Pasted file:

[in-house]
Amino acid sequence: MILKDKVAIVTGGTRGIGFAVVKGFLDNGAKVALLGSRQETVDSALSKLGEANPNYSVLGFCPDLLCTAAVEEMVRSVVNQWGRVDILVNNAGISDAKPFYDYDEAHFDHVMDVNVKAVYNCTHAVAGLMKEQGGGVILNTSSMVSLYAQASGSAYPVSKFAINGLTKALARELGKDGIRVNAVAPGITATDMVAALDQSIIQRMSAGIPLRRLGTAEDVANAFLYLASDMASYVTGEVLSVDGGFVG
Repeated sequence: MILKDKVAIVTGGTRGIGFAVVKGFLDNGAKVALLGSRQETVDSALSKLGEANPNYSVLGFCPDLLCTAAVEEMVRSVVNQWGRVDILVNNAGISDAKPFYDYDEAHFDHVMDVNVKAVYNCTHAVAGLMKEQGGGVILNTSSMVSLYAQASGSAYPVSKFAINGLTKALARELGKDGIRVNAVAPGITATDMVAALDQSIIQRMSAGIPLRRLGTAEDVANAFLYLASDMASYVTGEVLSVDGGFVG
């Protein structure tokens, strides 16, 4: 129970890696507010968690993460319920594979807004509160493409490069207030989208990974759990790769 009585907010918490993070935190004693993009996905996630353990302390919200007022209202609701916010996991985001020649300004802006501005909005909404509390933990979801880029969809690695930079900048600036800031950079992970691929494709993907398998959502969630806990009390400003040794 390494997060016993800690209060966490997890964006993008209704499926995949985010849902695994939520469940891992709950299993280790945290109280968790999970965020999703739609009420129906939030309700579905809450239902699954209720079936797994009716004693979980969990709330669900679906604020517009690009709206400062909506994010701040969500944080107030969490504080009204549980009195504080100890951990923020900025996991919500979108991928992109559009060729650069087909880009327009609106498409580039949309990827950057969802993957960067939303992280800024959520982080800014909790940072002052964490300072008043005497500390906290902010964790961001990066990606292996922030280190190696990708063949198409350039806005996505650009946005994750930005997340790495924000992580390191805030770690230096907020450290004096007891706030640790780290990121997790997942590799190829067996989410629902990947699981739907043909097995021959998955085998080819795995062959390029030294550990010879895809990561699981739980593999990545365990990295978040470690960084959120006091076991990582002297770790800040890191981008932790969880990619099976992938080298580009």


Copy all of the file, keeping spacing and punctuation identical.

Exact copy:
[in-house]
Amino acid sequence: MILKDKVAIVTGGTRGIGFAVVKGFLDNGAKVALLGSRQETVDSALSKLGEANPNYSVLGFCPDLLCTAAVEEMVRSVVNQWGRVDILVNNAGISDAKPFYDYDEAHFDHVMDVNVKAVYNCTHAVAGLMKEQGGGVILNTSSMVSLYAQASGSAYPVSKFAINGLTKALARELGKDGIRVNAVAPGITATDMVAALDQSIIQRMSAGIPLRRLGTAEDVANAFLYLASDMASYVTGEVLSVDGGFVG
Repeated sequence: MILKDKVAIVTGGTRGIGFAVVKGFLDNGAKVALLGSRQETVDSALSKLGEANPNYSVLGFCPDLLCTAAVEEMVRSVVNQWGRVDILVNNAGISDAKPFYDYDEAHFDHVMDVNVKAVYNCTHAVAGLMKEQGGGVILNTSSMVSLYAQASGSAYPVSKFAINGLTKALARELGKDGIRVNAVAPGITATDMVAALDQSIIQRMSAGIPLRRLGTAEDVANAFLYLASDMASYVTGEVLSVDGGFVG
């Protein structure tokens, strides 16, 4: 129970890696507010968690993460319920594979807004509160493409490069207030989208990974759990790769 009585907010918490993070935190004693993009996905996630353990302390919200007022209202609701916010996991985001020649300004802006501005909005909404509390933990979801880029969809690695930079900048600036800031950079992970691929494709993907398998959502969630806990009390400003040794 390494997060016993800690209060966490997890964006993008209704499926995949985010849902695994939520469940891992709950299993280790945290109280968790999970965020999703739609009420129906939030309700579905809450239902699954209720079936797994009716004693979980969990709330669900679906604020517009690009709206400062909506994010701040969500944080107030969490504080009204549980009195504080100890951990923020900025996991919500979108991928992109559009060729650069087909880009327009609106498409580039949309990827950057969802993957960067939303992280800024959520982080800014909790940072002052964490300072008043005497500390906290902010964790961001990066990606292996922030280190190696990708063949198409350039806005996505650009946005994750930005997340790495924000992580390191805030770690230096907020450290004096007891706030640790780290990121997790997942590799190829067996989410629902990947699981739907043909097995021959998955085998080819795995062959390029030294550990010879895809990561699981739980593999990545365990990295978040470690960084959120006091076991990582002297770790800040890191981008932790969880990619099976992938080298580009």